Walmart has pulled out of the proposed Mission Gateway project, ending nearly five years of controversy over the plan to use the mega-retailer as the anchor for the mixed-use development.
Developer Tom Valenti said Monday the decision for Walmart to quit the $190 million project was mutual. Its future involvement, however, already was doubtful after the Mission City Council rejected a project plan containing Walmart in August by a 6-2 vote.
“We’re fully committed to completing this mixed-use project like we were before. We’re in the process of working with other retailers, probably three, that would take the Walmart space.” — Tom Valenti
[/pullquote]Valenti, whose development firm, the Cameron Group of Syracuse, N.Y., has been pursuing the Mission Gateway project since 2005, vowed he would continue to pursue new tenants to replace Walmart.
“We’re fully committed to completing this mixed-use project like we were before,” he said. “We’re in the process of working with other retailers, probably three, that would take the Walmart space.”
When Valenti first proposed his redevelopment plan for the 16-acres at the corner of Shawnee Mission Road and Roe Avenue, it included a New Urbanism-style blend of uses: hotel, retail, residential and office served by a central parking garage.
But the 2007 recession hampered his search for retailers to make the project, which relied on tax-increment financing and other incentives, work financially. In 2011, he believed he had his answer when Walmart agreed to include a 155,000 square-foot store in the project.
The Walmart would be the sales tax “rocket fuel” that would help the other elements of the development come together, he said at the time. But it proved a hard sell in Mission, which had rejected an earlier Walmart proposal for the same location.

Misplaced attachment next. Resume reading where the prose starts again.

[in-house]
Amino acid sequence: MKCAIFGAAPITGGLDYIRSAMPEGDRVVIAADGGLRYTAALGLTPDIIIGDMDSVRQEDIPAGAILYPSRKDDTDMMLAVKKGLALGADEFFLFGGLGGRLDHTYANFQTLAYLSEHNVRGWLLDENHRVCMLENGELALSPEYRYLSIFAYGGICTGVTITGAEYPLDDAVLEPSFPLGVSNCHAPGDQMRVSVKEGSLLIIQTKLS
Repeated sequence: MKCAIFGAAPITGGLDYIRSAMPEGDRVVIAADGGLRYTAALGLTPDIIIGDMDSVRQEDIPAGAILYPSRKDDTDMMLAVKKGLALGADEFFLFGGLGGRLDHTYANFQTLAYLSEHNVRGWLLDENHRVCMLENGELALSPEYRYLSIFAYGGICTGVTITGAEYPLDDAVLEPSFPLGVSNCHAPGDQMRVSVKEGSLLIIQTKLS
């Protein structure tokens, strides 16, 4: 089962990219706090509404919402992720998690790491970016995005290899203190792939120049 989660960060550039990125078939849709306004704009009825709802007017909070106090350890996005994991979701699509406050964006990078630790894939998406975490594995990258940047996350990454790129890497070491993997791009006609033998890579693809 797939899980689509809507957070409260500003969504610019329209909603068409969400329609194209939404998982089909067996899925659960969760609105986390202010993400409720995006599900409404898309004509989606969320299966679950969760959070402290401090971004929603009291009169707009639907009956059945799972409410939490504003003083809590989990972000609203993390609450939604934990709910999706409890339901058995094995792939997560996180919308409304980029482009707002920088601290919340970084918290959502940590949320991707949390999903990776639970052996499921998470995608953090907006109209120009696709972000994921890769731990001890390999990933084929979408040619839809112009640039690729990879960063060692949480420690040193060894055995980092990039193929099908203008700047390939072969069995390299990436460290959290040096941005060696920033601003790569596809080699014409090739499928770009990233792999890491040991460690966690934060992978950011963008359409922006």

Valenti attempted to design a Walmart that would blend in with the mixed-used vision for the property. One variation called for a park to be built on top of the store, another included apartments above it.
But with a new group of city council members in Mission, some elected specifically because of opposition to Walmart, the August vote apparently was the last gasp for the idea of using the big-box discount chain as the anchor.
A site plan had been approved in January after a 4-4 ties was broken by Mayor Steve Schowengerdt. That plan was not likely to get public financing support with the Walmart still part of the mix.
Valenti said he will not seek another “super-discount department store” to take Walmart’s place in the development plan.
“I’m looking for smaller retailers in the space where Walmart was going,” he said. “All the same uses are planned, retail, residential, hotel and potentially office if we can get a tenant.
“The goal would be to use the site plan approved by Mission in January 2016.”
Valenti said he informed Mission city officials of his decision last week.
“They want to be cooperative and want to see the project move forward and do whatever they can to help,” he said. “For the six who opposed Walmart, they thought it was good.”
The developer said he plans to hold community meetings at the Sylvester Powell Community Center the evening of Oct. 13 and the morning of Oct. 14 to get citizen feedback on what comes next.
As for his timetable, Valenti said it depends on his success lining up replacement retail tenants.
“I don’t want to come back to the city until we have commitments, not necessarily signed leases, but when I feel comfortable,” he said.
The developer still believes Walmart would have been a good anchor for his project, but added he understands people’s misgivings about potential security problems and other issues.
“I believe Walmart is a great retailer, the number one in the world, and they produce an incredible amount of sales,” he said. “We would have been able to handle well the concerns about security and cleanliness.”
Mission Councilmember Debbie Kring, who has been on the council throughout the period the Mission Gateway has been discussed, said she is confident a new plan will move forward.
“I have nothing against Walmart, but based on what’s good for the city, the potential for an alternative to Walmart looks very promising,” she said.
“That’s prime real estate between Southern Johnson County and the Plaza, I think our community deserves the best and I’m optimistic.”